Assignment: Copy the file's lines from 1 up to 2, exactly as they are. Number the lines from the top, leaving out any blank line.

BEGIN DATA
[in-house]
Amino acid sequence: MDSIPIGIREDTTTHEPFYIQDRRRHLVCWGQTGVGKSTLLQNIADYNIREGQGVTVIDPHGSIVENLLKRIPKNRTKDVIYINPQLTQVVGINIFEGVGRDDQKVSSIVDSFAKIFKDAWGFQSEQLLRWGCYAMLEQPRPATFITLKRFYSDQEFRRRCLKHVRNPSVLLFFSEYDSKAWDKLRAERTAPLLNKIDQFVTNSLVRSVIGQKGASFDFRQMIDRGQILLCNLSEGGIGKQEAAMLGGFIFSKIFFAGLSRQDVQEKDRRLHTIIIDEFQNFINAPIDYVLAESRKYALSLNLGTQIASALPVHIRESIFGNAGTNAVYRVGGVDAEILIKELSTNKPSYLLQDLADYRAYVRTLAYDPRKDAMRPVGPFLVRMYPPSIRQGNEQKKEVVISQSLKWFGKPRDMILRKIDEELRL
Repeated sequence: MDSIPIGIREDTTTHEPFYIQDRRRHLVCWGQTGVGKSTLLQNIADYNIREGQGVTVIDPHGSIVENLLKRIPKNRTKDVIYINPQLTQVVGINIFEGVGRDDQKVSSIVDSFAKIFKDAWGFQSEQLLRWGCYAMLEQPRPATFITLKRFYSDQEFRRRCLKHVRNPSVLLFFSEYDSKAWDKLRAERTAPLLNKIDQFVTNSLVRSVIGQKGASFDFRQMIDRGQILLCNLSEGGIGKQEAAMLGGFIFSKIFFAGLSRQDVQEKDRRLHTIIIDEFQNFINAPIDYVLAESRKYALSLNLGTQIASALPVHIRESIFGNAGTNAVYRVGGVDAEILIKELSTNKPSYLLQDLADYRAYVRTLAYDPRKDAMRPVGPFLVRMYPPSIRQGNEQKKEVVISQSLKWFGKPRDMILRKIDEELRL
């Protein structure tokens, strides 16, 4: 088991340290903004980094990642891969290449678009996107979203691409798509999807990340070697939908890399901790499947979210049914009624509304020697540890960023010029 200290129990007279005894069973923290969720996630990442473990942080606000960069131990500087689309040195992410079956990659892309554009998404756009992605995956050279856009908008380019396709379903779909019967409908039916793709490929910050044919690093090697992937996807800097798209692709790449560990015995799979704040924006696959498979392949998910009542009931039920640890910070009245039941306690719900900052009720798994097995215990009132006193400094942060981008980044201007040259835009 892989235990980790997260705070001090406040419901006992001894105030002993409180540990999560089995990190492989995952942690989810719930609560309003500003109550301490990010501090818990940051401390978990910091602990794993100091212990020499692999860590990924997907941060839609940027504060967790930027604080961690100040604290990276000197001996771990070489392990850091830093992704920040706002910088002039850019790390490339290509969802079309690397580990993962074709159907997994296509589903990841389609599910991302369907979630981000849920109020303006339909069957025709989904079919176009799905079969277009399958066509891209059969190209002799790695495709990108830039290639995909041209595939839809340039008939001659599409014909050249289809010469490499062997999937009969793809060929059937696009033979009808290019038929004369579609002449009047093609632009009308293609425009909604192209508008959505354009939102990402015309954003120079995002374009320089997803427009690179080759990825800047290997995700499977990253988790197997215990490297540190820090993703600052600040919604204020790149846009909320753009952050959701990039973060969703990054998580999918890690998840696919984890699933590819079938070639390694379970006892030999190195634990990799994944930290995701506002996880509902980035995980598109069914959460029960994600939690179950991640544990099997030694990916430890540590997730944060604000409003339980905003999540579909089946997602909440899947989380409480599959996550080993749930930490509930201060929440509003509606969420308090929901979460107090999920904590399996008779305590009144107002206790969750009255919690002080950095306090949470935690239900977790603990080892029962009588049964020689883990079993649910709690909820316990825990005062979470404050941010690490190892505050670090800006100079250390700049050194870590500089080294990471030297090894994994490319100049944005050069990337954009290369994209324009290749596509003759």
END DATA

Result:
[in-house]
Amino acid sequence: MDSIPIGIREDTTTHEPFYIQDRRRHLVCWGQTGVGKSTLLQNIADYNIREGQGVTVIDPHGSIVENLLKRIPKNRTKDVIYINPQLTQVVGINIFEGVGRDDQKVSSIVDSFAKIFKDAWGFQSEQLLRWGCYAMLEQPRPATFITLKRFYSDQEFRRRCLKHVRNPSVLLFFSEYDSKAWDKLRAERTAPLLNKIDQFVTNSLVRSVIGQKGASFDFRQMIDRGQILLCNLSEGGIGKQEAAMLGGFIFSKIFFAGLSRQDVQEKDRRLHTIIIDEFQNFINAPIDYVLAESRKYALSLNLGTQIASALPVHIRESIFGNAGTNAVYRVGGVDAEILIKELSTNKPSYLLQDLADYRAYVRTLAYDPRKDAMRPVGPFLVRMYPPSIRQGNEQKKEVVISQSLKWFGKPRDMILRKIDEELRL